1 The action of repeating something that has already been said or written.
1.1 archaic count noun A piece set by a teacher to be learned by heart and recited.
2 often with negative The recurrence of an action or event.
2.1 count noun A thing repeated.
2.2 count noun A training exercise which is repeated, especially a series of repeated raisings and lowerings of the weight in weight training.
2.3 Music The repeating of a passage or note.
Late Middle English: from Old French repeticion or Latin repetitio(n-), from repetere (see repeat).
Harry didn’t begrudge his colleagues for being loquacious. It was their repetition which brought him down. Every year, the stories told over drinks were the same ones. This year, he was sure he had recognized one of the actual conference presentations!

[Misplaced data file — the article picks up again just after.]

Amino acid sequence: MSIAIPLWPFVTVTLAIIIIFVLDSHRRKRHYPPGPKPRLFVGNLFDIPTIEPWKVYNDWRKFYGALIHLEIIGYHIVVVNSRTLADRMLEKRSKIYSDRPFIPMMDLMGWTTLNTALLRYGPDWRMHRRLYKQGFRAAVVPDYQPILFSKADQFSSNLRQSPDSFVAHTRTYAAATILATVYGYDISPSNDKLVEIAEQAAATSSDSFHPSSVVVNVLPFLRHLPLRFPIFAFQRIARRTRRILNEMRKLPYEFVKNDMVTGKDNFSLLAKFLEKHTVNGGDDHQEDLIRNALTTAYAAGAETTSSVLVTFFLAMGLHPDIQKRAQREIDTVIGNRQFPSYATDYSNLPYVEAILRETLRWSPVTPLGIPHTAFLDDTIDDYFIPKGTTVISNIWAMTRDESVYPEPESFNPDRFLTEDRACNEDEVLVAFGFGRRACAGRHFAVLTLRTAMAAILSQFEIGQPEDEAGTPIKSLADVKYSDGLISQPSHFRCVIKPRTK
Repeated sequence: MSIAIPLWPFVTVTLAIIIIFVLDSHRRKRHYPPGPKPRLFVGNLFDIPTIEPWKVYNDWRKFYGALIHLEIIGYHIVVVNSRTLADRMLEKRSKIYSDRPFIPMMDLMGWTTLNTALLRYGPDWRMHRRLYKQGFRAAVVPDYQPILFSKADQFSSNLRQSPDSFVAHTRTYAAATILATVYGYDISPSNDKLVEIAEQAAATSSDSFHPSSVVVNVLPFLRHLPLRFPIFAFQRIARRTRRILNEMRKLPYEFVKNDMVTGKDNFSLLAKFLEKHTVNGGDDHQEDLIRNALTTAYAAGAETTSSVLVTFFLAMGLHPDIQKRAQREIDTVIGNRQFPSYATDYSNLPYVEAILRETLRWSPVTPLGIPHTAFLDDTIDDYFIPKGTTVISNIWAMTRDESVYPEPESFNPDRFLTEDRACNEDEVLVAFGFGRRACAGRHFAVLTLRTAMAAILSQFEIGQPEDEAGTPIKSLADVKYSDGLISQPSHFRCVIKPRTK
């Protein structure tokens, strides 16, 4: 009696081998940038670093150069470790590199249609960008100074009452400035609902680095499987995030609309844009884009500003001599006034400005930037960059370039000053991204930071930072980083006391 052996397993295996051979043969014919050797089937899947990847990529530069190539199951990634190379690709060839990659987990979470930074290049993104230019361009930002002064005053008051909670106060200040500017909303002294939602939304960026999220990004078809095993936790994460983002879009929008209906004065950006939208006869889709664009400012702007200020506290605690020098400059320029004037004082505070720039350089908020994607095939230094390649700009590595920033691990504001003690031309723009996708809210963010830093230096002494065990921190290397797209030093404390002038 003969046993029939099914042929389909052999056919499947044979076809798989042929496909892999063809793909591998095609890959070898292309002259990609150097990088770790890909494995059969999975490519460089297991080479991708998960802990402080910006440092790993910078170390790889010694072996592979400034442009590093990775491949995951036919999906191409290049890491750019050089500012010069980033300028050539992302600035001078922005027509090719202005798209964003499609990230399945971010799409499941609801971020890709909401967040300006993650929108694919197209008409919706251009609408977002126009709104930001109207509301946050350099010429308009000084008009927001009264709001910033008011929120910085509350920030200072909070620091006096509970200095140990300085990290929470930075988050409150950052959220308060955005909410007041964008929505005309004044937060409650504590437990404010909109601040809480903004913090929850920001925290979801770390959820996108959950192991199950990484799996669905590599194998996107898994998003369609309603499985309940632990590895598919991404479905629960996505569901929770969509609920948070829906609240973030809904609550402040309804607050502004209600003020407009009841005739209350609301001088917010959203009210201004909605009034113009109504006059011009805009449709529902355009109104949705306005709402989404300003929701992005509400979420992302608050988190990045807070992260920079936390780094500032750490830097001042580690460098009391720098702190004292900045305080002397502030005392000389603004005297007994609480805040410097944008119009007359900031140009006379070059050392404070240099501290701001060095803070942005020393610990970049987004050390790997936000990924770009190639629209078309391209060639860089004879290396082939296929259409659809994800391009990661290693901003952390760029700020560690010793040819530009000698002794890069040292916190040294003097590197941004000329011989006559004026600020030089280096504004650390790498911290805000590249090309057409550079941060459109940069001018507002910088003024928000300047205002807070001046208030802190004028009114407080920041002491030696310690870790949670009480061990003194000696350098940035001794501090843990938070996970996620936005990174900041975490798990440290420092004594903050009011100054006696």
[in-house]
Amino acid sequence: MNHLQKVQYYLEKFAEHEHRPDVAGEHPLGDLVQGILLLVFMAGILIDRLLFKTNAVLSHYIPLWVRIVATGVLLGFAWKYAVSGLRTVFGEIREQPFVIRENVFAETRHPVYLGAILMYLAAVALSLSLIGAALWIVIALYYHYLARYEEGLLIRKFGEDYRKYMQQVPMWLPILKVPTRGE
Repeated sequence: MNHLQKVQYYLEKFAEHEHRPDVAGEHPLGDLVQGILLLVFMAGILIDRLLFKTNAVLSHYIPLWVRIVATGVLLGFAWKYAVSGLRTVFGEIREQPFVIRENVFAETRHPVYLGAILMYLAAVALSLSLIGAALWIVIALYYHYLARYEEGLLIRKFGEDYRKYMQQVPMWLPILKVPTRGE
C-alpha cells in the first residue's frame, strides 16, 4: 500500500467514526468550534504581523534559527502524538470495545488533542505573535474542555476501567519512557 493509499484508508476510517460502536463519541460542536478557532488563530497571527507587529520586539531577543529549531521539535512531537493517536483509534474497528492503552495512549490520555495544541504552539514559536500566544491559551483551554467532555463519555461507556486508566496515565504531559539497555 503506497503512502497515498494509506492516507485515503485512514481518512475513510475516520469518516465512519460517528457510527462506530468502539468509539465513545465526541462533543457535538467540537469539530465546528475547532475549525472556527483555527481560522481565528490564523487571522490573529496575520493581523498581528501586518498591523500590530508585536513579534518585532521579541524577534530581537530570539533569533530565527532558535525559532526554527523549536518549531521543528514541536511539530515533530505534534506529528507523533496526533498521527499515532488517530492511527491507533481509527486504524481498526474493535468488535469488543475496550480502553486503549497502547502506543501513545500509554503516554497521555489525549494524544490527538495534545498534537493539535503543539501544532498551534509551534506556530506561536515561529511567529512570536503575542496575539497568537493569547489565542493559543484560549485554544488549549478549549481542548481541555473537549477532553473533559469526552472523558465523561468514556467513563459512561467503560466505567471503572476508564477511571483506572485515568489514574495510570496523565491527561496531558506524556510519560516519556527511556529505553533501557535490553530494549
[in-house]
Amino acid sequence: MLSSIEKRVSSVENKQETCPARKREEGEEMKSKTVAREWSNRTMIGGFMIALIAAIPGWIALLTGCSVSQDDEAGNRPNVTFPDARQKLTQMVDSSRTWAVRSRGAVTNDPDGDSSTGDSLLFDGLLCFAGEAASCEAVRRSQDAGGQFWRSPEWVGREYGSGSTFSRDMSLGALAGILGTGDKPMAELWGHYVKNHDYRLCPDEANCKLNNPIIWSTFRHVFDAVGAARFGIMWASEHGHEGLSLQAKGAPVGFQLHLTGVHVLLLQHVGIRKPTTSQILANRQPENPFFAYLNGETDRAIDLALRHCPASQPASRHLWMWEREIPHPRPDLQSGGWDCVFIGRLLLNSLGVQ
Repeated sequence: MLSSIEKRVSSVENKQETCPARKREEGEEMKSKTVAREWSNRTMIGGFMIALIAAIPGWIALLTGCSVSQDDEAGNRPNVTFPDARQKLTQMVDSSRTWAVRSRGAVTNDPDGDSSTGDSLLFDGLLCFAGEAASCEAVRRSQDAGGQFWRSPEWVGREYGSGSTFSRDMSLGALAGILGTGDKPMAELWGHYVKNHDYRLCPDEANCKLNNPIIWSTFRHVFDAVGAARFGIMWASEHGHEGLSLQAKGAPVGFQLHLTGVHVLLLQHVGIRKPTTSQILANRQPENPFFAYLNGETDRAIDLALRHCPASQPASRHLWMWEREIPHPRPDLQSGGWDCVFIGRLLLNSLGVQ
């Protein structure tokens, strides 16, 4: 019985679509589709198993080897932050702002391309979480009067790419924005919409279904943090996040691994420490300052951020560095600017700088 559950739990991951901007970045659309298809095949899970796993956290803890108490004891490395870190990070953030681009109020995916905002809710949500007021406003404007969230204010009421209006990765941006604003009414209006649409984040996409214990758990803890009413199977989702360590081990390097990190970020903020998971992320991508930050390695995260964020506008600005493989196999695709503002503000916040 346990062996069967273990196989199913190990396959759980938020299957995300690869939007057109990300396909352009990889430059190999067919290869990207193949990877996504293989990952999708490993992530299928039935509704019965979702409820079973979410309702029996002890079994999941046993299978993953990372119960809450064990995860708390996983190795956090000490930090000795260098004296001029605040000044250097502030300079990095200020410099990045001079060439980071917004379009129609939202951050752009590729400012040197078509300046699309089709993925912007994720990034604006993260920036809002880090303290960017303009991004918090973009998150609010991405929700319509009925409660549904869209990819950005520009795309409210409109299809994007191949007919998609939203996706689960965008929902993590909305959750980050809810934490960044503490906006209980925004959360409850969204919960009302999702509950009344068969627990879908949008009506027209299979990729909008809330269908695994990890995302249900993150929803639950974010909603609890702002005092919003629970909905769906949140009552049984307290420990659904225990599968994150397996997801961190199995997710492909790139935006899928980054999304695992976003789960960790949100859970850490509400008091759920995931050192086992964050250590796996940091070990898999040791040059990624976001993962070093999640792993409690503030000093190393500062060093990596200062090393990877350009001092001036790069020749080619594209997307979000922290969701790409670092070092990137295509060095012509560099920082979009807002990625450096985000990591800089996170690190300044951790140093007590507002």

[The dictionary gave us loquacious today, but ghost used that word back in 2005, and we all know repetition is not allowed!]
We do, of course, repeat words all the time. Words like “the” are heard so frequently that we probably don’t consciously hear them. Still, it’s those gatherings when the same “stories” get told which grate upon us. Some families do it more than others. If you marry into a story-telling family, it can come as a shock, really a shockingly shocking shock!
(By the way, in the above imagined illustration, the driver completely ignored the repetition of signs and blew right through the corner. He was fortunate that the cross traffic was sparse.)